Earlier this week, fellow blogger Carol Cassara and I met up in Bermondsey, London to visit, among other things, the current Orla Kiely exhibition “A Life In Pattern” being held at the Fashion & Textile Museum.
The Fashion & Textile Museum was founded in 2003 by the zany, iconic British designer Zandra Rhodes – who happens to be one of my favourite designers ever! I was very tempted to knock on her studio door just a few yards away – perhaps another day as this particular day Dublin -born designer Orla Kiely was the focus of my attention.
Orla Kiely’s career really started when she was commissioned by Harrods to design wool felted hats – but she very quickly expanded into bags. And what lovely bags! As soon as Carol & I entered into the museum foyer, there was on display of the most gorgeous private collection of big, bold Orla Kiely bags. I loved them all. Carol headed straight to the gift shop to purchase a bag or two… disappointingly for her, no bags were available to purchase at the shop. As Orla Kiely products are available in over 33 countries, we quickly googled & found an outlet to ensure we get our “bag fix” another day!
Orla Kiely’s textile patterns are very distinctive – she is recognised globally as the designer of the iconic “stem” pattern…as well as various flower designs. Not only are the patterns replicated onto bags but on a range of other items including scarves, shoes, pumps, flower pots, notebooks, and even a birdhouse ( which Carol took a liking to).
Orla shares my love of the colour green – she uses every shade of green known to man (!) from moss green to seaweed. The colours she uses reflect her Irish background – the greys, browns, and mustard yellow represent the Irish skies, the rolling hills and the gorse & wild flowers of the roadside verges. I did wonder about the splashes of orange, though. I then read in the book that accompanies the exhibition, that her colour preferences were also influenced by her family kitchen that had olive green worktops and units …and a vivid orange shiny ceiling. Mmm… not creating a delightful picture to me but I can understand where the orange colour fits in! I wonder if she had an avocado green bath too?!
The main room of the exhibition that really stood out was the “Alice In Wonderland” room. Hanging from the ceiling were enormous dresses and coats, made of fabric. Along the walls were dolls wearing the same outfits but miniature versions of them. Really well thought out and fascinating. The outfits themselves were very much of the late 1960s/early 1970s era – very Mary Quant – I remember my mum wearing similar styled dresses when I was very young. Carol & I both preferred the colourful trench coat – the colours & pattern were eye catching – great to wear over a black polo neck top, black drainpipe jeans and black knee high boots!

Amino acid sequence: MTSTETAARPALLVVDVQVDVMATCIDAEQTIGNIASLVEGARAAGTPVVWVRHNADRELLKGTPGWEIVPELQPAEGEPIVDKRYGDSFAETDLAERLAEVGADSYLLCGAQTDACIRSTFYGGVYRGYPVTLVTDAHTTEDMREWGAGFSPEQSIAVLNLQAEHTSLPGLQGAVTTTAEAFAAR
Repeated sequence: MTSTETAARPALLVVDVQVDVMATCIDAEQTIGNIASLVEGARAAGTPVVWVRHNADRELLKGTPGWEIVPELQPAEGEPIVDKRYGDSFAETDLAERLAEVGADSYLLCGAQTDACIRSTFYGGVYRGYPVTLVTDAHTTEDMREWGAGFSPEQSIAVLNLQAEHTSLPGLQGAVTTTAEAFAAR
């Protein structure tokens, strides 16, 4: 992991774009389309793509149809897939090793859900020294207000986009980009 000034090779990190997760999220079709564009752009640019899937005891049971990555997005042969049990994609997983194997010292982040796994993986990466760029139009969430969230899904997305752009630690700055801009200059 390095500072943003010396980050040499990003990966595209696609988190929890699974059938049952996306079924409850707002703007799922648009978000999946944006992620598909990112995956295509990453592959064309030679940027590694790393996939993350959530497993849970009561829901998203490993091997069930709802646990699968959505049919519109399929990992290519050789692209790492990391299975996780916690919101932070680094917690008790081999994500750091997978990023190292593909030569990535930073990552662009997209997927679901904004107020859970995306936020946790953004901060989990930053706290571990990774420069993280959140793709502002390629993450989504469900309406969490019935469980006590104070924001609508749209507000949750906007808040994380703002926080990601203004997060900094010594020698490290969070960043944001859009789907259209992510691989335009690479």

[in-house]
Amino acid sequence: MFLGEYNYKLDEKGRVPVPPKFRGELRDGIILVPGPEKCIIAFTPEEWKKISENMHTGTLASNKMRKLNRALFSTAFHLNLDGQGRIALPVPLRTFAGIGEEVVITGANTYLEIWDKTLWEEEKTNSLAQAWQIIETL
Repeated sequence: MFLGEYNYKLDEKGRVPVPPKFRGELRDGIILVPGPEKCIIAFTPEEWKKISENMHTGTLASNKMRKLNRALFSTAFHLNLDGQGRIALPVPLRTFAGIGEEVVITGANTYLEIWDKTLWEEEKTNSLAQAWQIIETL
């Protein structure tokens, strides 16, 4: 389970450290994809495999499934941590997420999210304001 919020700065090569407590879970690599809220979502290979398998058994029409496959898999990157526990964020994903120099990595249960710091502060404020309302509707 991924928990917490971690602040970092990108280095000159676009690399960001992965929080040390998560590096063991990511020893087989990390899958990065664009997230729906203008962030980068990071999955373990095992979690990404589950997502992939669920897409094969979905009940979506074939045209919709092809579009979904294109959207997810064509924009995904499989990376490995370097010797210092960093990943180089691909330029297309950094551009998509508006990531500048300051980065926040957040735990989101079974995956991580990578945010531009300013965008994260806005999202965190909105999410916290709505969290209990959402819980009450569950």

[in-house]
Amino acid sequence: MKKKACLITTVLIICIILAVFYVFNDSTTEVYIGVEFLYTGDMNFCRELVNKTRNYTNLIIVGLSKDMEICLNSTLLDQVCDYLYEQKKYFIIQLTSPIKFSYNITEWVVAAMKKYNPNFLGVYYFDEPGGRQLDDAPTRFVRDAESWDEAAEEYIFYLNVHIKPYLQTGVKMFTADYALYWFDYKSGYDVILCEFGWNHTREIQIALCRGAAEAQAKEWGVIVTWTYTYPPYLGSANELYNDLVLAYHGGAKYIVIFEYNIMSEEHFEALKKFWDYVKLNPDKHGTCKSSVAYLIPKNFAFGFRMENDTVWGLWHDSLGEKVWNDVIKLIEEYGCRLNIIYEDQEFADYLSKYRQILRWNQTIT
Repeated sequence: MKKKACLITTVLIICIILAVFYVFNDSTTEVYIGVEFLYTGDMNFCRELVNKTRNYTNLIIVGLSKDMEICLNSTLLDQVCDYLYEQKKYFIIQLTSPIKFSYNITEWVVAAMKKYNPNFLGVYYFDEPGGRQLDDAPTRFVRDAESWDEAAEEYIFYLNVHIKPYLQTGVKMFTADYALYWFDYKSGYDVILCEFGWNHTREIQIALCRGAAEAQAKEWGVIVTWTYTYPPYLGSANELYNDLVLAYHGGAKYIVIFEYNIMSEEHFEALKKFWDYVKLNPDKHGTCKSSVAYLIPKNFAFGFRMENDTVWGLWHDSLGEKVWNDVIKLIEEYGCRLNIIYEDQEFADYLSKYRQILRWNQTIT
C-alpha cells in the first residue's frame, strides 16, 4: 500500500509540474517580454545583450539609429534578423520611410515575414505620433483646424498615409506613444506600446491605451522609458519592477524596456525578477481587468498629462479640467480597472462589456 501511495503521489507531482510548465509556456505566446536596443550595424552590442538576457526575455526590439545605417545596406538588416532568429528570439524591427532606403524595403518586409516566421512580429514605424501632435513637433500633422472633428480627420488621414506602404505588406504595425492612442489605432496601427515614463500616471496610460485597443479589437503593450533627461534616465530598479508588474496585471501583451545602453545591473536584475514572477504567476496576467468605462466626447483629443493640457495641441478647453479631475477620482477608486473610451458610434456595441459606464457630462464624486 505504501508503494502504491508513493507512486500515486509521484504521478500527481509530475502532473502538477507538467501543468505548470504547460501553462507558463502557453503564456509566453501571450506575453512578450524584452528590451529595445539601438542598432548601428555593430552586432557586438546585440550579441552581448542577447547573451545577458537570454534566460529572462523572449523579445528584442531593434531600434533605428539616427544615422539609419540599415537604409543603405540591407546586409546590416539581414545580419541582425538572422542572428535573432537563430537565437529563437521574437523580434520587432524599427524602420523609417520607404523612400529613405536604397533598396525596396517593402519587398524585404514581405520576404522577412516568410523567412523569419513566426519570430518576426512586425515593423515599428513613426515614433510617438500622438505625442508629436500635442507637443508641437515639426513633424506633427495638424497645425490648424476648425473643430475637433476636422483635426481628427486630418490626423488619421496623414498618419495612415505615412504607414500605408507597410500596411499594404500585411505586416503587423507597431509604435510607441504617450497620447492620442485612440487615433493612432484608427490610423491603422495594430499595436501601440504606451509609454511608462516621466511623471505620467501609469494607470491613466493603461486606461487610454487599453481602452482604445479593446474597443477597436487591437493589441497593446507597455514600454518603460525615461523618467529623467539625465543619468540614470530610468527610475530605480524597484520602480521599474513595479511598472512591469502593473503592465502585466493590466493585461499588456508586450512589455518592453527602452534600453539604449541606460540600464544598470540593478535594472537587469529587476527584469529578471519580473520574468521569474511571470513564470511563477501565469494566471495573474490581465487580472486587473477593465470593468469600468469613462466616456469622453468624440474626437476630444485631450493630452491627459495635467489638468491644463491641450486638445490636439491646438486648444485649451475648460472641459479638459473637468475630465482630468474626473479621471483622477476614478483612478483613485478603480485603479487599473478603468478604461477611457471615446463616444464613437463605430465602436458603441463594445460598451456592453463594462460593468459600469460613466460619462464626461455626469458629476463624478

The museum had a cafe (delicious cappuccino) and a small gift shop which sold lots of knick-knacks (sadly no Orla Kiely bags) – but they did have a superb collection of fashion coffee books including the book published to accompany this exhibition – “A Life In Pattern” by Orla Kiely, published by Conran Octopus Publishing.
The Fashion & Textile Museum in Bermondsey was a little gem. The museum receives no public funding – it holds exhibitions such as this one, and hosts some fabulous workshops instead. The museum was founded by Zandra Rhodes, but is owned by Newham College London (one of Europe’s largest further education colleges). It is the only museum in the UK solely dedicated to showcasing developments in contemporary fashion. It also provides inspiration, support and training to those working in the industry. Lying south of the River Thames, close to the Shard and between London Bridge and Tower Bridge, it is definitely worth checking out next time you are in London.
The Orla Kiely exhibition runs until 23 September 2018. The Museum is open Tuesday – Sunday from 11am. The next exhibition will be “Night And Day: 1930s Fashion And Photographs” from 12 October 2018 – 20 January 2019.
For more details check out the website: www.ftmlondon.org
All photos are by Linda Hobden.